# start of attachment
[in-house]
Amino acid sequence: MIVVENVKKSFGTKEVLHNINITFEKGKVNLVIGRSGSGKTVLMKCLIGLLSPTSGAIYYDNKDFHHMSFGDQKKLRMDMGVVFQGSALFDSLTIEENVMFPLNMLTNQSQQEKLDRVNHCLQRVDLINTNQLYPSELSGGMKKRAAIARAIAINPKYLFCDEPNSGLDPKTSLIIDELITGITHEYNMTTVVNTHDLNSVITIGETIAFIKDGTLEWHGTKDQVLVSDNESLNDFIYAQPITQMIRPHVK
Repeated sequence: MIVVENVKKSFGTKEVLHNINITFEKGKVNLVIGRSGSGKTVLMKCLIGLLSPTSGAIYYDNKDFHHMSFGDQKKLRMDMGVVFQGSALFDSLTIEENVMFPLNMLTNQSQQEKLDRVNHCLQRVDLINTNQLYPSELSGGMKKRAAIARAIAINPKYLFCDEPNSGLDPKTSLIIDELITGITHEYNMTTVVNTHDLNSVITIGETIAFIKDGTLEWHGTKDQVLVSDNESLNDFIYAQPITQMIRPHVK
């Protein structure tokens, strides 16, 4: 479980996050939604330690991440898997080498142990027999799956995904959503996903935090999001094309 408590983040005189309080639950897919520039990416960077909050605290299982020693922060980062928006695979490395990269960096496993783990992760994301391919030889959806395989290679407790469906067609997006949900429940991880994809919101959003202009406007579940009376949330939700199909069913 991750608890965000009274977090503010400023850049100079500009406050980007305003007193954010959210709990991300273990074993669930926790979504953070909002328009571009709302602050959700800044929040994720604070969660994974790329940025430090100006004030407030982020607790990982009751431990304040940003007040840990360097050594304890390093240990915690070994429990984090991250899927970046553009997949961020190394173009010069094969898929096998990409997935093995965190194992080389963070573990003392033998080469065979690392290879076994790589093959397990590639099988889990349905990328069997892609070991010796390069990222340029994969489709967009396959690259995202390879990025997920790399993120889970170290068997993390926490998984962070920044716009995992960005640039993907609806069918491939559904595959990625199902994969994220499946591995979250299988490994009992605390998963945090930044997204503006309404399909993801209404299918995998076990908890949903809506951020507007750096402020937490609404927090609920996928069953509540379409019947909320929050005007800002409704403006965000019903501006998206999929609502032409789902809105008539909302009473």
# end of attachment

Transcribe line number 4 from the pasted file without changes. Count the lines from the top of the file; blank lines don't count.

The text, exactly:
């Protein structure tokens, strides 16, 4: 479980996050939604330690991440898997080498142990027999799956995904959503996903935090999001094309 408590983040005189309080639950897919520039990416960077909050605290299982020693922060980062928006695979490395990269960096496993783990992760994301391919030889959806395989290679407790469906067609997006949900429940991880994809919101959003202009406007579940009376949330939700199909069913 991750608890965000009274977090503010400023850049100079500009406050980007305003007193954010959210709990991300273990074993669930926790979504953070909002328009571009709302602050959700800044929040994720604070969660994974790329940025430090100006004030407030982020607790990982009751431990304040940003007040840990360097050594304890390093240990915690070994429990984090991250899927970046553009997949961020190394173009010069094969898929096998990409997935093995965190194992080389963070573990003392033998080469065979690392290879076994790589093959397990590639099988889990349905990328069997892609070991010796390069990222340029994969489709967009396959690259995202390879990025997920790399993120889970170290068997993390926490998984962070920044716009995992960005640039993907609806069918491939559904595959990625199902994969994220499946591995979250299988490994009992605390998963945090930044997204503006309404399909993801209404299918995998076990908890949903809506951020507007750096402020937490609404927090609920996928069953509540379409019947909320929050005007800002409704403006965000019903501006998206999929609502032409789902809105008539909302009473």